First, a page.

On the Pulse is highlighting two Seattle Children’s researchers who will be presenting their exciting new research: Dr. Megan Moreno and Dr. Annika Hofstetter.

Using media to understand mechanisms of behavior change

Dr. Megan Moreno of Seattle Children’s Center for Child Health and Behavioral Development is leading the way in adolescent social media (SM) use research. In her PAS presentation she will highlight key adolescent health issues pertaining to the SM landscape.

Over 90 percent of adolescents use SM, where they may display risky behaviors and describe their health attitudes, intentions and behaviors in ways that can be measured, Moreno said. Read full post »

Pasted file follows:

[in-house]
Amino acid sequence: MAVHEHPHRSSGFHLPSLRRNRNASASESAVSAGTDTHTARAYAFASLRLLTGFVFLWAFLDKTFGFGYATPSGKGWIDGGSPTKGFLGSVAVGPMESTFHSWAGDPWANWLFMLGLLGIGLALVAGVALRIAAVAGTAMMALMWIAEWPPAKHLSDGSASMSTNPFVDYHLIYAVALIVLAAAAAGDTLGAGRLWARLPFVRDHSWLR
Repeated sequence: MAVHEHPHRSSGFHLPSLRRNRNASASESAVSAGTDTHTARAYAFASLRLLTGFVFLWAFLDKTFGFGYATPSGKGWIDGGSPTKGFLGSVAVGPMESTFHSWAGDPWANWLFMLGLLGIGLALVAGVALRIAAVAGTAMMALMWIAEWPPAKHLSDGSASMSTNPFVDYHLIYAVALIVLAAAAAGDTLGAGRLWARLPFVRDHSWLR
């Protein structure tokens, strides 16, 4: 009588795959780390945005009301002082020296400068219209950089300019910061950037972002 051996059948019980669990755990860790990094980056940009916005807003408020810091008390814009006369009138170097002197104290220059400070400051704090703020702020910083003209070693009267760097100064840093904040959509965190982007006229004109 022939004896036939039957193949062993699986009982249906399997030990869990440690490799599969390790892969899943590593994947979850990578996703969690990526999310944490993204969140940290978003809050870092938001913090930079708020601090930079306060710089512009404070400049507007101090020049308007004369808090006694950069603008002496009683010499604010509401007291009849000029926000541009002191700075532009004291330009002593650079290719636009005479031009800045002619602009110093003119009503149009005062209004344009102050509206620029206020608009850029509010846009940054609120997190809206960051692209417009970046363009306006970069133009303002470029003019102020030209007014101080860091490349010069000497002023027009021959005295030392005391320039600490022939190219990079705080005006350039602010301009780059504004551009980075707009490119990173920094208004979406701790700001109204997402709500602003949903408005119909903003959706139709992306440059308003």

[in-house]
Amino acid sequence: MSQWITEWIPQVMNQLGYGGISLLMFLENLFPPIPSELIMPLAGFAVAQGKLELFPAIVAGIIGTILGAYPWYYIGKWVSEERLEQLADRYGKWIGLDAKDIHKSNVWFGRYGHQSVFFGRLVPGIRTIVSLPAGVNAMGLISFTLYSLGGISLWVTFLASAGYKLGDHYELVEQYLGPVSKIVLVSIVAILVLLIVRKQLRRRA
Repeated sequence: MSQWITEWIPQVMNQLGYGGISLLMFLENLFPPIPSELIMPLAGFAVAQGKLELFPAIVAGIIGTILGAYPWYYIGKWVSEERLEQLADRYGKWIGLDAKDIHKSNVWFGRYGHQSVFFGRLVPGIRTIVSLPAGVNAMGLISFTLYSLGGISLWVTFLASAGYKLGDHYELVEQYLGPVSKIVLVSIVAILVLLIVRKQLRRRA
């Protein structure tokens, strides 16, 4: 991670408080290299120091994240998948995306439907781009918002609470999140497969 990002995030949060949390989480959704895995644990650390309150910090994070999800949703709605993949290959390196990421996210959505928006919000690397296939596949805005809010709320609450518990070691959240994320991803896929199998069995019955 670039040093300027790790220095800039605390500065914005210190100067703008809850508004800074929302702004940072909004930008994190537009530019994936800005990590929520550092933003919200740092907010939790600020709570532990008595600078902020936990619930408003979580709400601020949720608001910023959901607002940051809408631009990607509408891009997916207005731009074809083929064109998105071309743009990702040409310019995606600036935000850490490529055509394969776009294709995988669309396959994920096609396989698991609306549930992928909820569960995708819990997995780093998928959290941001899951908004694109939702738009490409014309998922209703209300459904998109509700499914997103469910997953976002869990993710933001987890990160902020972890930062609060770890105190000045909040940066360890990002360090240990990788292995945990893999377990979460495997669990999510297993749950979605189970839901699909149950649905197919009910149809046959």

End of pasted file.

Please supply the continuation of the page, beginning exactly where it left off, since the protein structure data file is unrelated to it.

Fighting a Nameless Battle, Racing for Research

Alyssa Bowen

Alyssa Bowen

Alyssa Bowen appears to be an average 15-year-old on the outside, but inside, her body is fighting a civil war. Her immune system is hyperactive, creating antibodies to attack her own blood cells, platelets, white blood cells and tissues. Despite the extensive efforts of doctors and nurses, they have not been able to offer Alyssa an exact diagnosis.

Alyssa has been coming to Seattle Children’s Hospital from a very young age. She has had many hospitalizations and a variety medications and treatments to help her manage her puzzling condition and the pain associated with it. Read full post »

New Research Shows Link Between SIDS and Inner Ear Damage

Dr. Daniel Rubens, Seattle Children's Hospital Anesthesiologist

Dr. Daniel Rubens, Seattle Children’s Hospital Anesthesiologist